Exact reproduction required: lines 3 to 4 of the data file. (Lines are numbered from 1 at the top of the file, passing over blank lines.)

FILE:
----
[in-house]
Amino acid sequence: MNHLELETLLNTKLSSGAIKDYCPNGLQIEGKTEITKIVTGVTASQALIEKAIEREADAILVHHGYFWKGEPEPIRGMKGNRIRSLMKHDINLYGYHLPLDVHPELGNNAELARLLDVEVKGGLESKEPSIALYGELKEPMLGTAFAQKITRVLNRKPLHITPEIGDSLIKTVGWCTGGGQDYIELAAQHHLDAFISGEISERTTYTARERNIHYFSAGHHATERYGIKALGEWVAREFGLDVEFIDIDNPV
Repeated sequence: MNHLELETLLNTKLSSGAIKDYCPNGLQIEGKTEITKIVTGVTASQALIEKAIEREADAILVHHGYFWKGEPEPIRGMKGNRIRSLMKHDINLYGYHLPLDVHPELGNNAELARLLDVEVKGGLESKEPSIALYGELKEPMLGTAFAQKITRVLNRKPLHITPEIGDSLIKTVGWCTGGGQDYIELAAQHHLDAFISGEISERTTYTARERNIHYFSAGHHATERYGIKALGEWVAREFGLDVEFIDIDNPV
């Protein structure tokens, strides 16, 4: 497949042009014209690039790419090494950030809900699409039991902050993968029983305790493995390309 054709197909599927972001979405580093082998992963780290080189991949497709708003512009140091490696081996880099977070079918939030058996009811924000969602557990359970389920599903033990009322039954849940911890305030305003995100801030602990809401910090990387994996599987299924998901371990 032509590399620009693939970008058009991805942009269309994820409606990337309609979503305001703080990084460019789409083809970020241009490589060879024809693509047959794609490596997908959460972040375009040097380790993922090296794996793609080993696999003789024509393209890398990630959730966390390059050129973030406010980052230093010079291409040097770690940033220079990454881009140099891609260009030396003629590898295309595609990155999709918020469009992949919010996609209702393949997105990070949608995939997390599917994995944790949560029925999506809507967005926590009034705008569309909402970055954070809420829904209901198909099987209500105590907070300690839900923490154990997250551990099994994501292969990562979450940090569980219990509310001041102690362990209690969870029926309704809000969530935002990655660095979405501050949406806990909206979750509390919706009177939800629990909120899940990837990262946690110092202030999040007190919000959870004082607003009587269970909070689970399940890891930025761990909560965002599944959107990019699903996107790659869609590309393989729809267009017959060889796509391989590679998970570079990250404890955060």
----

Repeated sequence: MNHLELETLLNTKLSSGAIKDYCPNGLQIEGKTEITKIVTGVTASQALIEKAIEREADAILVHHGYFWKGEPEPIRGMKGNRIRSLMKHDINLYGYHLPLDVHPELGNNAELARLLDVEVKGGLESKEPSIALYGELKEPMLGTAFAQKITRVLNRKPLHITPEIGDSLIKTVGWCTGGGQDYIELAAQHHLDAFISGEISERTTYTARERNIHYFSAGHHATERYGIKALGEWVAREFGLDVEFIDIDNPV
């Protein structure tokens, strides 16, 4: 497949042009014209690039790419090494950030809900699409039991902050993968029983305790493995390309 054709197909599927972001979405580093082998992963780290080189991949497709708003512009140091490696081996880099977070079918939030058996009811924000969602557990359970389920599903033990009322039954849940911890305030305003995100801030602990809401910090990387994996599987299924998901371990 032509590399620009693939970008058009991805942009269309994820409606990337309609979503305001703080990084460019789409083809970020241009490589060879024809693509047959794609490596997908959460972040375009040097380790993922090296794996793609080993696999003789024509393209890398990630959730966390390059050129973030406010980052230093010079291409040097770690940033220079990454881009140099891609260009030396003629590898295309595609990155999709918020469009992949919010996609209702393949997105990070949608995939997390599917994995944790949560029925999506809507967005926590009034705008569309909402970055954070809420829904209901198909099987209500105590907070300690839900923490154990997250551990099994994501292969990562979450940090569980219990509310001041102690362990209690969870029926309704809000969530935002990655660095979405501050949406806990909206979750509390919706009177939800629990909120899940990837990262946690110092202030999040007190919000959870004082607003009587269970909070689970399940890891930025761990909560965002599944959107990019699903996107790659869609590309393989729809267009017959060889796509391989590679998970570079990250404890955060």